Why I Won’t Participate in That Thing You Were Talking About.

November 8th, 2010


Dear Awesome Person—

First, let me be clear: you are no doubt amazing, and I am certain that the [socially conscious / fun / social-media-oriented / generally badass] [project / shindig / meeting / fundraiser] you’re planning will rock the Casbah in ways seldom contemplated, let alone achieved. Plaudits will rain down on you. Deservedly so.

Alas, I will not [participate / write a guest post / be in attendance / do that thing you asked me to do]. Not to be clichéd, but I want you to know that it’s not you—it’s me.

See, I’m a family man with a beautiful wife, wonderful children, a fun but demanding job, a lifelong goal of writing books, and a firm commitment to achieving tip-top physical condition. Something has to give—many somethings, actually—and unfortunately your project is one of them.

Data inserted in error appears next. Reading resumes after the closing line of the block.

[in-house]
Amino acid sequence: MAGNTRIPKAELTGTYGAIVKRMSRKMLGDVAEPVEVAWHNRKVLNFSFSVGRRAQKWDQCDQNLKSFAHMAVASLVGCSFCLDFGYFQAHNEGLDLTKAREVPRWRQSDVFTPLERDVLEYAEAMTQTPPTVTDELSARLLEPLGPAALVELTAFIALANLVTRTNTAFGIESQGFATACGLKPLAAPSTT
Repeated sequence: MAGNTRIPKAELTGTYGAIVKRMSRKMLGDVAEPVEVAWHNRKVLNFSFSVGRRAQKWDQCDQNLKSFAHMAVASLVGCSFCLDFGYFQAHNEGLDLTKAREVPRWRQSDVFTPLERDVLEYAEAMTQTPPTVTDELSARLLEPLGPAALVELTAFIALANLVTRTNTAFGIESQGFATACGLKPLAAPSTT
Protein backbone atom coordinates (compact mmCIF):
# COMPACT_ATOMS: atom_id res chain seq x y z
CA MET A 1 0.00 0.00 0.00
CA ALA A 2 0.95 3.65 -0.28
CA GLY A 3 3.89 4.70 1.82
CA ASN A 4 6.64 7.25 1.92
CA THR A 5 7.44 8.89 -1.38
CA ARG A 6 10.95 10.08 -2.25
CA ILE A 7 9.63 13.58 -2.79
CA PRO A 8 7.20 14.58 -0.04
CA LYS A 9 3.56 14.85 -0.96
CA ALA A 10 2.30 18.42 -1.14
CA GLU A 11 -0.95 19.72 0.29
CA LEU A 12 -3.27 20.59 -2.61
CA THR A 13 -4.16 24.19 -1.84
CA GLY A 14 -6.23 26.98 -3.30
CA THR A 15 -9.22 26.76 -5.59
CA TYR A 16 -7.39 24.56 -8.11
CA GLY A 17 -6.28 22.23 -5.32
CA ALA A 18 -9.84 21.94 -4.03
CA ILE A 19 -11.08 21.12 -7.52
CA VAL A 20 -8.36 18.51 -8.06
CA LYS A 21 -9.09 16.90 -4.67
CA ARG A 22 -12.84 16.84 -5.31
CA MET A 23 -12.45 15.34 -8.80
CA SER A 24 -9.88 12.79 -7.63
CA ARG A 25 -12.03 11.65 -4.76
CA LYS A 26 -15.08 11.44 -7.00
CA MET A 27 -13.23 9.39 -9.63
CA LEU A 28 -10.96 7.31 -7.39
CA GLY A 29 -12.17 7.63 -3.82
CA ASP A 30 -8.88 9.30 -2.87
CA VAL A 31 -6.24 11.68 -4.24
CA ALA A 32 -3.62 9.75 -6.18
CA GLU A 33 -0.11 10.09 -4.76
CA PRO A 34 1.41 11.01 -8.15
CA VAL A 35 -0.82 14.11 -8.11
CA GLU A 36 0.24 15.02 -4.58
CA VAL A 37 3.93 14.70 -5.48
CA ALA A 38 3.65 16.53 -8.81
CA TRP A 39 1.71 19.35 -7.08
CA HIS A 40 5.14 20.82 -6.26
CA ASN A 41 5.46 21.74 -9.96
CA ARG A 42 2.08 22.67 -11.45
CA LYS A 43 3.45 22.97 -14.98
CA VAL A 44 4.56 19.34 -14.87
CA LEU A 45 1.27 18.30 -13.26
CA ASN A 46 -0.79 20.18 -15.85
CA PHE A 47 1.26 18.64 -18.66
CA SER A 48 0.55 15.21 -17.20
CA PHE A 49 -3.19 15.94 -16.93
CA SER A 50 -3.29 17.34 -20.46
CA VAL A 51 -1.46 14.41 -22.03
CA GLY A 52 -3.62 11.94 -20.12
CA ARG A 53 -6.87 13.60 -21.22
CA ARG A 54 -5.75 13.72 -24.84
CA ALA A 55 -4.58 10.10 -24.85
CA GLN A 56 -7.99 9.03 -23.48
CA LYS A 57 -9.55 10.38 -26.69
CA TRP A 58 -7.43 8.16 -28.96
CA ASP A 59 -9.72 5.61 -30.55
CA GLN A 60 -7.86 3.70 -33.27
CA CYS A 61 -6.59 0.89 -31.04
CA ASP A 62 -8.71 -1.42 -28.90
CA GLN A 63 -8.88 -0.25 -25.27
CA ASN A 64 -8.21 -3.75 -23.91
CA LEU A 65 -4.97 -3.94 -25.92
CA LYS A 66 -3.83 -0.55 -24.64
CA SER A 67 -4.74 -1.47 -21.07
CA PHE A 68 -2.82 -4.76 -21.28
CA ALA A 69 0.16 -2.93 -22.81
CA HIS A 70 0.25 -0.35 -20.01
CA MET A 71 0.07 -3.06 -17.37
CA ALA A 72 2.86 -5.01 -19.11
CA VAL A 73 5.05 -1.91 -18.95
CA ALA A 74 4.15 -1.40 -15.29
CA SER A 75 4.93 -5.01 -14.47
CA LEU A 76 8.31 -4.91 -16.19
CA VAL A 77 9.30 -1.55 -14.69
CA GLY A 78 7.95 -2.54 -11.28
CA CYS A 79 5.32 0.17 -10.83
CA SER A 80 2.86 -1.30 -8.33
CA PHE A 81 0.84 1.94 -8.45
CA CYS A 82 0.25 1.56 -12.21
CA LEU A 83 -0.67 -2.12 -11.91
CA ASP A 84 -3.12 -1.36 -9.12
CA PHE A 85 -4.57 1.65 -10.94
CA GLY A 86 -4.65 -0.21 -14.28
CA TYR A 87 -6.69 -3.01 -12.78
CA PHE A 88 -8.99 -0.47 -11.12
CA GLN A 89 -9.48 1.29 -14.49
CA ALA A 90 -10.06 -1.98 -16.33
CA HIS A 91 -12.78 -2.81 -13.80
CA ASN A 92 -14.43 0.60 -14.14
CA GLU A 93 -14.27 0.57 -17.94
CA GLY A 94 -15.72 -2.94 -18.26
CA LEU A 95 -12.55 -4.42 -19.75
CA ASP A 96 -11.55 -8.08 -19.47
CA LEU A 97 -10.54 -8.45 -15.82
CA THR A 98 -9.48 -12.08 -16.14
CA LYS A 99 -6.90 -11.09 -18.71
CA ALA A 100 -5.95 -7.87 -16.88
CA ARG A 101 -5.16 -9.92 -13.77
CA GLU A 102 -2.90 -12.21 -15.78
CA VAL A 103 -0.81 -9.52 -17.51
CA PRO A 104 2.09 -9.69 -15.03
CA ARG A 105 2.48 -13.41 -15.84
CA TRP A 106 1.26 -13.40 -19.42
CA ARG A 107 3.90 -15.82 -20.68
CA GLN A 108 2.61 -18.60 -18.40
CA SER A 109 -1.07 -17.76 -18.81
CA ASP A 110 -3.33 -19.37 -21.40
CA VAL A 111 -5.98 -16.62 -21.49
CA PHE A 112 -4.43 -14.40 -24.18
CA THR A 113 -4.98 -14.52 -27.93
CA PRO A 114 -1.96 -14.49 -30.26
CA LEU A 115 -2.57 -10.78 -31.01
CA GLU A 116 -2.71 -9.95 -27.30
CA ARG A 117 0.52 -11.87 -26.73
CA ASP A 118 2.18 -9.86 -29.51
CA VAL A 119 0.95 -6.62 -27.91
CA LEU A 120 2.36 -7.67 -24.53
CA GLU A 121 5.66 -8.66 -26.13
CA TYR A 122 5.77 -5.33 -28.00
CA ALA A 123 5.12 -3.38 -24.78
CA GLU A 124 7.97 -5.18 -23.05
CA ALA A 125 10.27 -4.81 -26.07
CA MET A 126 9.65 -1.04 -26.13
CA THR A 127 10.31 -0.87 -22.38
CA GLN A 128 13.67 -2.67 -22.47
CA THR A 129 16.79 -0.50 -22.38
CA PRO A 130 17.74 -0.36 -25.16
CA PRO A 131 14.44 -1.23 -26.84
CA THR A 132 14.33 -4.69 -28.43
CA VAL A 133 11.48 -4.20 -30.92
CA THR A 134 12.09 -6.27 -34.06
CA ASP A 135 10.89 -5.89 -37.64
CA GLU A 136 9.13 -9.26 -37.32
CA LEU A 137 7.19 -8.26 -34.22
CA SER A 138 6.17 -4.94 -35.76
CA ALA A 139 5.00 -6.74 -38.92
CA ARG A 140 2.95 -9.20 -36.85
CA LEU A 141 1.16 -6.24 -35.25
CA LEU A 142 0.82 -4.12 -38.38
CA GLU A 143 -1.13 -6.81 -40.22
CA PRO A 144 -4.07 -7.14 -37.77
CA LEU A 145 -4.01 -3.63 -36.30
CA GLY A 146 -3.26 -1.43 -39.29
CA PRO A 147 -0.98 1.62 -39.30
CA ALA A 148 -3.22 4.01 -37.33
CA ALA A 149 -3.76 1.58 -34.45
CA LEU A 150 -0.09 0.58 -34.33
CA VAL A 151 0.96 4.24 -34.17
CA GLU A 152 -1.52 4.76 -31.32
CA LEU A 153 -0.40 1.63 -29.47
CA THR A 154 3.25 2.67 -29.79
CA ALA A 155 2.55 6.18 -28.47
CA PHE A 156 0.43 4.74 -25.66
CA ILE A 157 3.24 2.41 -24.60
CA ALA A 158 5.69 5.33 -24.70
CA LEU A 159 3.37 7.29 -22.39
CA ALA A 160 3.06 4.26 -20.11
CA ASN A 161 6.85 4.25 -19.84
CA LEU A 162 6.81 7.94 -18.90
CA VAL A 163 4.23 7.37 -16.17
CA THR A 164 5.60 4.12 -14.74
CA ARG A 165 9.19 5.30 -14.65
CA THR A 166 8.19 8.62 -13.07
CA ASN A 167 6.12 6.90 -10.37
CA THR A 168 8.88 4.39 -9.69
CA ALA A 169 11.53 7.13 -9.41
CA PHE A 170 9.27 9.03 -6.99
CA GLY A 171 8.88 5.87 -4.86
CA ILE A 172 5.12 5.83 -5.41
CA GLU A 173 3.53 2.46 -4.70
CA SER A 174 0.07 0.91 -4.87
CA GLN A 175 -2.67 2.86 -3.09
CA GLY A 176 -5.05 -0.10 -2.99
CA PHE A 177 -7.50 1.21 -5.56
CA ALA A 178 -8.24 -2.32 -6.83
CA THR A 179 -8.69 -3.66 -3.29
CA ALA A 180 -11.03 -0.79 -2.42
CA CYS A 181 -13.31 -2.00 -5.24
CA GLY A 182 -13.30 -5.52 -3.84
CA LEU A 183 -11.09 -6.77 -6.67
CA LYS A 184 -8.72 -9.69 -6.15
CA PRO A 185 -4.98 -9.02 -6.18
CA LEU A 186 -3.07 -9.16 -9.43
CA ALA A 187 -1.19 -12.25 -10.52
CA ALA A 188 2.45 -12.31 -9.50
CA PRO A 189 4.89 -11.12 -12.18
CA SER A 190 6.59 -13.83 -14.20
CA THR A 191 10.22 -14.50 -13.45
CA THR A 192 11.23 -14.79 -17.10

It’s not that I wouldn’t like to take part in your thing. Chances are very good that I would enjoy it immensely. But I have discovered that, like Jon Stewart, my creativity can only find its best expression through highly disciplined processes. Like Anthony Trollope, I have to dedicate a non-negotiable part of each day to my writing (and to my wife, my kids, my job, and my workouts). Like my friend Chris Brogan, I have to “pay myself first” in the form of ample sleep so that I can do my best work. Against my extroverted tendencies, I’m even forcing myself, like Neal Stephenson, to become a (somewhat) bad correspondent.